What I find frustrating is when house rules are confused with moral or universal laws, though.
(By moral law, I mean the summation of right and wrong found in the 10 commandments and expounded upon in many other laws in the Old Testament. But regardless if you have an absolute view of the authority of scripture, each person has SOME idea of what they consider right and wrong, so whatever that is, that's YOUR "moral law." If you see someone murder someone and are shocked, that's your moral law. I'll try to refer to this category as "universal rules" to avoid confusion and recognize that we don't all start with the same set of moral laws, but that we have some general "this is wrong" ideas, among families.)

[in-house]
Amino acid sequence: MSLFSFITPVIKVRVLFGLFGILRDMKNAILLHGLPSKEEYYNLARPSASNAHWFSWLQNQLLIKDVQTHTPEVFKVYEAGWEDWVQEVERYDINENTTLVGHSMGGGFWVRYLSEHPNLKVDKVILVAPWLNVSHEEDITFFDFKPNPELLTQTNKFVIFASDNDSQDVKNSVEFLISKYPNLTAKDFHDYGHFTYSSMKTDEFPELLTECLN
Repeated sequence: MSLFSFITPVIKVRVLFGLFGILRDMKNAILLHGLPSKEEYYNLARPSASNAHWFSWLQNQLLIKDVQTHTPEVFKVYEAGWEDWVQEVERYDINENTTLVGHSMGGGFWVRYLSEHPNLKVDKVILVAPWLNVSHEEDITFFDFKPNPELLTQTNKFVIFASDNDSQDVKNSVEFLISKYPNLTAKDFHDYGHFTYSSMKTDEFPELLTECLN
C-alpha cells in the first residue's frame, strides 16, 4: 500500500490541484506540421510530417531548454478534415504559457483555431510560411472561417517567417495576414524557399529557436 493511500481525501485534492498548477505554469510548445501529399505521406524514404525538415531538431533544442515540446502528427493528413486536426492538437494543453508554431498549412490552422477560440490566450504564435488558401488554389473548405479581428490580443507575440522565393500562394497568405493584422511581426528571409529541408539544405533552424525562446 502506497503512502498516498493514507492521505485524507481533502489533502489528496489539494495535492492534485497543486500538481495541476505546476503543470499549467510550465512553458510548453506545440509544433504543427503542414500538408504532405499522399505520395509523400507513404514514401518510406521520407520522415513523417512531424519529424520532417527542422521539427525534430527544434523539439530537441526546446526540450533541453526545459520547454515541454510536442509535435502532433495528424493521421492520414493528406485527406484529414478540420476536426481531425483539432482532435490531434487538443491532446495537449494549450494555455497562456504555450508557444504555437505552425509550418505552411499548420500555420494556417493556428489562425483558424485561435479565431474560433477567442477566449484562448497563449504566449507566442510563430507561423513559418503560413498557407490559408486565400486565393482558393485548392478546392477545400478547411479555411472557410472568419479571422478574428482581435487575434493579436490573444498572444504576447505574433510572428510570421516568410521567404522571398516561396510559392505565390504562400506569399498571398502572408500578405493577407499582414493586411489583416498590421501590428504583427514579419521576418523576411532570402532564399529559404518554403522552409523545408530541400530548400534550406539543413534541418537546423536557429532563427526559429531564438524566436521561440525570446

And I see confusion happening a lot. Sometimes in daily life, while interacting with friends and relations, and often on blog posts and other online venues.
We have the "when I was a child, I didn't speak at the dinner table unless spoken to," as if children are somehow born innately with a moral compass that pricks their conscience if they speak at the dinner table, rather than treating such a rule as something that the adult in question was taught and was expected IN THEIR HOUSEHOLD. How on earth can we expect or care if a child talks at the dinner table, unless they have been instructed not to do so?!
We also have the "that mom sure is strict with her kids and doesn't even let them run around in the house." As if, you know, running inside is an inalienable right that all children should have in all circumstances.